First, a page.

Published May 14, 2017
Hundreds of tribal members attend ceremony to mark occasion
WARREN, RHODE ISLAND – For centuries, the remains of the Wampanoag Massasoit 8sâmeeqan (pronounced oosa-meek-kwan) had been scattered far and wide.
Saturady afternoon, the re-internment of the Wampanoag leader who signed the first treaty with the Mayflower’s Puritan pilgrims in 1621 was commemorated at his original burial site in Burrs Hill Park overlooking Narragansett Bay.
“Today is a very special, spiritual day. It’s somber and yet we celebrate being able to bring his remains back to Burrs Hill,” Mashpee Wampanoag Tribal Council Chairman Cedric Cromwell said at today’s ceremony, which was attended by over 150 tribe members and officials from the Town of Warren.
The ceremony included traditional drumming and songs, somber reflections and food.
Our great sachem 8sâmeeqan was the leader throughout these lands. So it was important that he was re-interred here, where he lived,” Cromwell said.
The 20 year quest to track down the scattered remains (and artifacts) of 8sâmeeqan has been led by Ramona Peters, Native American Graves Protection and Repatriation Act Director for the Mashpee Wampanoag Tribe; Repatriation Officers, Edith Andrews of the Wampanoag Tribe of Gay Head (Aquinnah), Kenneth Alves of the Assonet Band of Wampanoag, and John Peters Jr. of the Mashpee Wampanoag Tribe.
“8sâmeeqan is a significant figure in our shared history,” Peters said. “He stands at the crossroad between the indigenous people of this land and the origins of what would eventually become the United States of America.”
“In the 17th century, when the Wampanoag first encountered the early settlers, 8sâmeeqan had a vision of how we could all live together. There was 50 years of peace between the English and Wampanoag until he died in 1665. That was 10 years before the King’s Phillips War, which changed the whole course of history in this country,” Peters said.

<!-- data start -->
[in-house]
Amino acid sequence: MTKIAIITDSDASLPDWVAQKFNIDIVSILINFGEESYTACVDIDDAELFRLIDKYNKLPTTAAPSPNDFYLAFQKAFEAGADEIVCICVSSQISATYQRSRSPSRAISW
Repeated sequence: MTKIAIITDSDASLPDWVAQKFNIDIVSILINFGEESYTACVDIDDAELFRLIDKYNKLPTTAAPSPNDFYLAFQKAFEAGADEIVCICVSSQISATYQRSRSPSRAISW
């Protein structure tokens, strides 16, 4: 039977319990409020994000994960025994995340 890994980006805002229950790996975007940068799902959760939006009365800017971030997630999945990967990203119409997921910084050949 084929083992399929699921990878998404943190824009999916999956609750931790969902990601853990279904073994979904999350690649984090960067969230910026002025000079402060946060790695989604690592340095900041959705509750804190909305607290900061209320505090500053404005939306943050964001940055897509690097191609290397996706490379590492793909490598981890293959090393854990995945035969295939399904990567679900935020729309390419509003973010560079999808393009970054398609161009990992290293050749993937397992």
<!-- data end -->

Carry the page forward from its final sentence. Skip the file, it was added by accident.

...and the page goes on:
A citizen of the Mashpee Wampanoag Tribe – one of two federally-acknowledged tribes who trace their roots to the confederation of Wampanoag tribes that stretched from Gloucester Bay across southeastern Massachusetts to Narragansett Bay in Rhode Island – Peters is also the coordinator of the Wampanoag Repatriation Confederation.
Over the past two decades, the confederation has been focused on finding the remains of 8sâmeeqan, which had been removed from his original Burr Hill Park burial site in 1851 to make way for railroad construction. Through painstaking historical detective work, the Confederation was able to recoup the remains of the Massasoit through the Native American Graves Protection and Repatriation Act with the cooperation of the seven museums which had 8sâmeeqan’s remains in their archives for many years.
Over the years, the Confederation has successfully repatriated the grave contents of 42 burials with 658 funerary objects removed from the burial ground on a hill at the edge of 8sâmeeqan’s village of Sowams, known today as the Town of Warren.
Yesterday’s ceremony was a held a day after tribal leaders re-interred 8sâmeeqan’s remains in his original burial site. The grave was sealed and covered with a large rock engraved with 8sâmeeqan’s signature and an inscription celebrating his vision of peace with the early settlers.
Near the conclusion of the ceremony, Ramona Peters took a few moments to acknowledge the help the town provided with the repatriation efforts.
“I am very grateful for the town officials who are present. We found this town to be incredibly warm and generous,” Peters said. “It was about 15 years ago that (the Town of Warren) gave us a $15,000 grant to helps us. In the future when Wampanoag people come here to make offerings and say prayers may they always be respectful of the people of Warren and the land they have here.”
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